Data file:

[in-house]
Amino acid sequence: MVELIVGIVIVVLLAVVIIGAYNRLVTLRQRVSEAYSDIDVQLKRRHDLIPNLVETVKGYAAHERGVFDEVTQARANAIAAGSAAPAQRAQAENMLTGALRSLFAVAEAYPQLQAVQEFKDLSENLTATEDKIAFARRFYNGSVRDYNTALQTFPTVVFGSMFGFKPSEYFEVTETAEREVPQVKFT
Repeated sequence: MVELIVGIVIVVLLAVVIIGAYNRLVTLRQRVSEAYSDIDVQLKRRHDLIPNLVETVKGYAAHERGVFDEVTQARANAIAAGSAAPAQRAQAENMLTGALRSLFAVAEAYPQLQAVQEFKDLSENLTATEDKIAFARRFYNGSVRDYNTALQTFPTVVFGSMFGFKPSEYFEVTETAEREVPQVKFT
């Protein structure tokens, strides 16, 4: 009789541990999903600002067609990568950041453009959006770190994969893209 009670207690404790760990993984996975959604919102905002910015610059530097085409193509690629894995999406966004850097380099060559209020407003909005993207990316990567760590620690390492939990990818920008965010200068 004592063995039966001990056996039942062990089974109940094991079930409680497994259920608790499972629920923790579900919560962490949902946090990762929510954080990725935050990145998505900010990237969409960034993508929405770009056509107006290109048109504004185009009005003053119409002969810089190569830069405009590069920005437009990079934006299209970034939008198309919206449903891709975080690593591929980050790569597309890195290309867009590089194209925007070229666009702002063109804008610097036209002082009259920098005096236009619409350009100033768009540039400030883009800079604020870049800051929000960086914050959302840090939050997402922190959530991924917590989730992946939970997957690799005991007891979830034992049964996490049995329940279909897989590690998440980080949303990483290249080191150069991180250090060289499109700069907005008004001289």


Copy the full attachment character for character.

[in-house]
Amino acid sequence: MVELIVGIVIVVLLAVVIIGAYNRLVTLRQRVSEAYSDIDVQLKRRHDLIPNLVETVKGYAAHERGVFDEVTQARANAIAAGSAAPAQRAQAENMLTGALRSLFAVAEAYPQLQAVQEFKDLSENLTATEDKIAFARRFYNGSVRDYNTALQTFPTVVFGSMFGFKPSEYFEVTETAEREVPQVKFT
Repeated sequence: MVELIVGIVIVVLLAVVIIGAYNRLVTLRQRVSEAYSDIDVQLKRRHDLIPNLVETVKGYAAHERGVFDEVTQARANAIAAGSAAPAQRAQAENMLTGALRSLFAVAEAYPQLQAVQEFKDLSENLTATEDKIAFARRFYNGSVRDYNTALQTFPTVVFGSMFGFKPSEYFEVTETAEREVPQVKFT
């Protein structure tokens, strides 16, 4: 009789541990999903600002067609990568950041453009959006770190994969893209 009670207690404790760990993984996975959604919102905002910015610059530097085409193509690629894995999406966004850097380099060559209020407003909005993207990316990567760590620690390492939990990818920008965010200068 004592063995039966001990056996039942062990089974109940094991079930409680497994259920608790499972629920923790579900919560962490949902946090990762929510954080990725935050990145998505900010990237969409960034993508929405770009056509107006290109048109504004185009009005003053119409002969810089190569830069405009590069920005437009990079934006299209970034939008198309919206449903891709975080690593591929980050790569597309890195290309867009590089194209925007070229666009702002063109804008610097036209002082009259920098005096236009619409350009100033768009540039400030883009800079604020870049800051929000960086914050959302840090939050997402922190959530991924917590989730992946939970997957690799005991007891979830034992049964996490049995329940279909897989590690998440980080949303990483290249080191150069991180250090060289499109700069907005008004001289």